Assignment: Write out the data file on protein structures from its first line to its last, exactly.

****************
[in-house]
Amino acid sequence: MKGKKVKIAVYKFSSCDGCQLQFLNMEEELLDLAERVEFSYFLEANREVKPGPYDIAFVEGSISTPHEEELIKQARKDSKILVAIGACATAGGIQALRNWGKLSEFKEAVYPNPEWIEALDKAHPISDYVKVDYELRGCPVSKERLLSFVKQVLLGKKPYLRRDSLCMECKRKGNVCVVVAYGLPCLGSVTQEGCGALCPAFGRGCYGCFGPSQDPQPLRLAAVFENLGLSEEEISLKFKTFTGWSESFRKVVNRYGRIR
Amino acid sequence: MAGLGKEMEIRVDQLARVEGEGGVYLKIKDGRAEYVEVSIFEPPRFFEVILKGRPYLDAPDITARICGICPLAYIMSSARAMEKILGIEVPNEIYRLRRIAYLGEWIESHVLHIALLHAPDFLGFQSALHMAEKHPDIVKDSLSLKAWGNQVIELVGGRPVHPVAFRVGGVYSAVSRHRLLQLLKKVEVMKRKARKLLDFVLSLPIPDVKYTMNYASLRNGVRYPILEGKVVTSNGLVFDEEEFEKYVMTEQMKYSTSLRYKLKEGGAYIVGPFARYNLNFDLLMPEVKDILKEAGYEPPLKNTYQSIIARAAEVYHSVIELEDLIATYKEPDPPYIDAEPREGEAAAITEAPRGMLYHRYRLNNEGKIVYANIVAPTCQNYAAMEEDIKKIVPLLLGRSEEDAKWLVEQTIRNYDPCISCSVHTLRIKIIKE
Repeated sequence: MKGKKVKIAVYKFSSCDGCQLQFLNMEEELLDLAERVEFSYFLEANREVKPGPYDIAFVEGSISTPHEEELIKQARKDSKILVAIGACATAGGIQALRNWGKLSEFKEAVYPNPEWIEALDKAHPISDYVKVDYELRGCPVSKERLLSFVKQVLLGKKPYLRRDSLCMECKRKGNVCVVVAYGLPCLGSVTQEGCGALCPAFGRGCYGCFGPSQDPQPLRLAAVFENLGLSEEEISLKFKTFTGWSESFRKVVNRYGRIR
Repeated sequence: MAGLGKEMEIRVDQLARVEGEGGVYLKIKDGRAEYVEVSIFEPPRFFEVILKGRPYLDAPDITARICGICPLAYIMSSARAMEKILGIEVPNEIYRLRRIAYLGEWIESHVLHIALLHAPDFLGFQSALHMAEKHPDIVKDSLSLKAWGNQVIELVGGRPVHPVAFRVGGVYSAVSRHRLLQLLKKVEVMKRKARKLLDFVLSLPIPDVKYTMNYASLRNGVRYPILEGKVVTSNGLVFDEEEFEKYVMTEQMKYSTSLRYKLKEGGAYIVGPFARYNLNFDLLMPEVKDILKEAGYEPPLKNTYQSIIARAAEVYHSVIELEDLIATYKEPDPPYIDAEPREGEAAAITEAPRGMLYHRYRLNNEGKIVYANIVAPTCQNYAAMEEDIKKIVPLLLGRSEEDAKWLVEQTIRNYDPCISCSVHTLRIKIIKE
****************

[in-house]
Amino acid sequence: MKGKKVKIAVYKFSSCDGCQLQFLNMEEELLDLAERVEFSYFLEANREVKPGPYDIAFVEGSISTPHEEELIKQARKDSKILVAIGACATAGGIQALRNWGKLSEFKEAVYPNPEWIEALDKAHPISDYVKVDYELRGCPVSKERLLSFVKQVLLGKKPYLRRDSLCMECKRKGNVCVVVAYGLPCLGSVTQEGCGALCPAFGRGCYGCFGPSQDPQPLRLAAVFENLGLSEEEISLKFKTFTGWSESFRKVVNRYGRIR
Amino acid sequence: MAGLGKEMEIRVDQLARVEGEGGVYLKIKDGRAEYVEVSIFEPPRFFEVILKGRPYLDAPDITARICGICPLAYIMSSARAMEKILGIEVPNEIYRLRRIAYLGEWIESHVLHIALLHAPDFLGFQSALHMAEKHPDIVKDSLSLKAWGNQVIELVGGRPVHPVAFRVGGVYSAVSRHRLLQLLKKVEVMKRKARKLLDFVLSLPIPDVKYTMNYASLRNGVRYPILEGKVVTSNGLVFDEEEFEKYVMTEQMKYSTSLRYKLKEGGAYIVGPFARYNLNFDLLMPEVKDILKEAGYEPPLKNTYQSIIARAAEVYHSVIELEDLIATYKEPDPPYIDAEPREGEAAAITEAPRGMLYHRYRLNNEGKIVYANIVAPTCQNYAAMEEDIKKIVPLLLGRSEEDAKWLVEQTIRNYDPCISCSVHTLRIKIIKE
Repeated sequence: MKGKKVKIAVYKFSSCDGCQLQFLNMEEELLDLAERVEFSYFLEANREVKPGPYDIAFVEGSISTPHEEELIKQARKDSKILVAIGACATAGGIQALRNWGKLSEFKEAVYPNPEWIEALDKAHPISDYVKVDYELRGCPVSKERLLSFVKQVLLGKKPYLRRDSLCMECKRKGNVCVVVAYGLPCLGSVTQEGCGALCPAFGRGCYGCFGPSQDPQPLRLAAVFENLGLSEEEISLKFKTFTGWSESFRKVVNRYGRIR
Repeated sequence: MAGLGKEMEIRVDQLARVEGEGGVYLKIKDGRAEYVEVSIFEPPRFFEVILKGRPYLDAPDITARICGICPLAYIMSSARAMEKILGIEVPNEIYRLRRIAYLGEWIESHVLHIALLHAPDFLGFQSALHMAEKHPDIVKDSLSLKAWGNQVIELVGGRPVHPVAFRVGGVYSAVSRHRLLQLLKKVEVMKRKARKLLDFVLSLPIPDVKYTMNYASLRNGVRYPILEGKVVTSNGLVFDEEEFEKYVMTEQMKYSTSLRYKLKEGGAYIVGPFARYNLNFDLLMPEVKDILKEAGYEPPLKNTYQSIIARAAEVYHSVIELEDLIATYKEPDPPYIDAEPREGEAAAITEAPRGMLYHRYRLNNEGKIVYANIVAPTCQNYAAMEEDIKKIVPLLLGRSEEDAKWLVEQTIRNYDPCISCSVHTLRIKIIKE